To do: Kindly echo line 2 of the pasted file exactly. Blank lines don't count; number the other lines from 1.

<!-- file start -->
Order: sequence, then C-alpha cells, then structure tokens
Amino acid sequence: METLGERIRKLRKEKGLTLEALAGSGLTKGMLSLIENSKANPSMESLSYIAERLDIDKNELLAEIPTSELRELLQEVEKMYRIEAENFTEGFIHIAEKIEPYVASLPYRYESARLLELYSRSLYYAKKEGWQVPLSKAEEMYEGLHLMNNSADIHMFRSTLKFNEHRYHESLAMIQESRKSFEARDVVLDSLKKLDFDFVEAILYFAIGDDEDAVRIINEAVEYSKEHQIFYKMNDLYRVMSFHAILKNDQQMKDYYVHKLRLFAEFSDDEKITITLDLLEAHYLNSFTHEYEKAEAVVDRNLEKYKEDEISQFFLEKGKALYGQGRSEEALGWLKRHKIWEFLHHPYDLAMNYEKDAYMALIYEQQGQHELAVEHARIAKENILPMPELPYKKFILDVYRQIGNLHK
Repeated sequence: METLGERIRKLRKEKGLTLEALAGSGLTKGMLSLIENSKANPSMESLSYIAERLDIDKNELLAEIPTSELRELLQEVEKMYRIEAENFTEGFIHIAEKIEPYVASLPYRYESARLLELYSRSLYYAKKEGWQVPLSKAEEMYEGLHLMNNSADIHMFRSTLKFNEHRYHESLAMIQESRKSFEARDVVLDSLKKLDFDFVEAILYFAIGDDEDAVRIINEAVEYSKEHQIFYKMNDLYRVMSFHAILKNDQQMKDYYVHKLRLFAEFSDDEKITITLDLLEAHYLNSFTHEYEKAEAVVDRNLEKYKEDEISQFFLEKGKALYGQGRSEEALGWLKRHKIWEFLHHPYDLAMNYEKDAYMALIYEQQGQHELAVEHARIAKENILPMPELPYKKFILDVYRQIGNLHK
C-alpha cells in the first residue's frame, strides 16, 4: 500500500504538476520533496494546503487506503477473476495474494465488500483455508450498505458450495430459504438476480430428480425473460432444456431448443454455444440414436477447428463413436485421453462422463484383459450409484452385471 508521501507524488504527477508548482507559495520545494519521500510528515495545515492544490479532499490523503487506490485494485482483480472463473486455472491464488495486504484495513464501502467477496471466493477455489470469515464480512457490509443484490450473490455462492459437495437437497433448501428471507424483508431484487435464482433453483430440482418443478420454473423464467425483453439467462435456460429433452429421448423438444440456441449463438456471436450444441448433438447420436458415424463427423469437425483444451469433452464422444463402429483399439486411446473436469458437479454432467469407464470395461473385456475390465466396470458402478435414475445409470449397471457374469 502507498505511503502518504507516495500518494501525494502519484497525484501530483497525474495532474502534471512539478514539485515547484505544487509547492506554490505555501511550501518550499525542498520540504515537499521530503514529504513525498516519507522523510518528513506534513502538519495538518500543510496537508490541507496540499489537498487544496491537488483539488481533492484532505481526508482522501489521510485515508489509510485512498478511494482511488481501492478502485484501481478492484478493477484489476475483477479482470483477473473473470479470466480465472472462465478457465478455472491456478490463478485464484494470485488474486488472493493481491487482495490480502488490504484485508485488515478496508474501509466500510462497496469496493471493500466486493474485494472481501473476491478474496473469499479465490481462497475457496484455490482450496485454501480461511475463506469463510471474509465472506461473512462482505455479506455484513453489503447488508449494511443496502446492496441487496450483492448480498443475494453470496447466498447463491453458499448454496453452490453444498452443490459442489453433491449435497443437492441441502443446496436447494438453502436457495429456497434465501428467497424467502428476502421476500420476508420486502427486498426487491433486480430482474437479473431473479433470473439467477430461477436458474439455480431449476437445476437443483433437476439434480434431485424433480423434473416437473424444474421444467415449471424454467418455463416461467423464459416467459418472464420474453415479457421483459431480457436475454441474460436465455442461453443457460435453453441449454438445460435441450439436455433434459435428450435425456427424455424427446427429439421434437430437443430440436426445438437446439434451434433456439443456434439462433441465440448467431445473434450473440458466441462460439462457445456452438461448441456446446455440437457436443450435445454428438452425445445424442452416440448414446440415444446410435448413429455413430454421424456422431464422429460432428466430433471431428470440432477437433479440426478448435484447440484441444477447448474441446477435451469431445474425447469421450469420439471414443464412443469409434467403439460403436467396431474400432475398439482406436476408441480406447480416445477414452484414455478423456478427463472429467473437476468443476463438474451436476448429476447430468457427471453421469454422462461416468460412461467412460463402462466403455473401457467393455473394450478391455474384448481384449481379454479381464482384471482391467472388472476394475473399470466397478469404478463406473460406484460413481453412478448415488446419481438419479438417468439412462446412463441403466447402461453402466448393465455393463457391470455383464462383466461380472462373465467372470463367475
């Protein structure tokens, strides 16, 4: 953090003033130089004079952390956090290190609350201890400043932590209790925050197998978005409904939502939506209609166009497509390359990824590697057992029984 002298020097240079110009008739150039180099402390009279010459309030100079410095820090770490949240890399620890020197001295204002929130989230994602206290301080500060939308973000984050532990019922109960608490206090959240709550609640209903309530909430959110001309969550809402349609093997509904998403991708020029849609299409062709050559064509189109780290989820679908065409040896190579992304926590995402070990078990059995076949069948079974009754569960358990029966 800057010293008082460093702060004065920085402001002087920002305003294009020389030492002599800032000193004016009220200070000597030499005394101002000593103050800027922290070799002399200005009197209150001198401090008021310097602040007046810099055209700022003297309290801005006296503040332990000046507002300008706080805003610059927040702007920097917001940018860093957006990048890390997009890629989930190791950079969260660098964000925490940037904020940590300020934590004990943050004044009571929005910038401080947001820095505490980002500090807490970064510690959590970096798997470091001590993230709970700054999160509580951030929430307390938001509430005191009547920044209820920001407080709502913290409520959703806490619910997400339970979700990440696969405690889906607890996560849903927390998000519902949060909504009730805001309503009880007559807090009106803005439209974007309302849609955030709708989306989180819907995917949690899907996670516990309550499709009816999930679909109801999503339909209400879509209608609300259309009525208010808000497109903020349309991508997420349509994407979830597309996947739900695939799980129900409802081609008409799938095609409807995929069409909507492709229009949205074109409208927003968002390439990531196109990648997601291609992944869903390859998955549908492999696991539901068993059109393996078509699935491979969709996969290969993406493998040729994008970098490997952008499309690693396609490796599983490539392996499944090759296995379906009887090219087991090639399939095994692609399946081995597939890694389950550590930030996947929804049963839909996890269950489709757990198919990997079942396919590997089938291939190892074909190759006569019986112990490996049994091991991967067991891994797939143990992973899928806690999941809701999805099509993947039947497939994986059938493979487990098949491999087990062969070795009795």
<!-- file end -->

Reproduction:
Amino acid sequence: METLGERIRKLRKEKGLTLEALAGSGLTKGMLSLIENSKANPSMESLSYIAERLDIDKNELLAEIPTSELRELLQEVEKMYRIEAENFTEGFIHIAEKIEPYVASLPYRYESARLLELYSRSLYYAKKEGWQVPLSKAEEMYEGLHLMNNSADIHMFRSTLKFNEHRYHESLAMIQESRKSFEARDVVLDSLKKLDFDFVEAILYFAIGDDEDAVRIINEAVEYSKEHQIFYKMNDLYRVMSFHAILKNDQQMKDYYVHKLRLFAEFSDDEKITITLDLLEAHYLNSFTHEYEKAEAVVDRNLEKYKEDEISQFFLEKGKALYGQGRSEEALGWLKRHKIWEFLHHPYDLAMNYEKDAYMALIYEQQGQHELAVEHARIAKENILPMPELPYKKFILDVYRQIGNLHK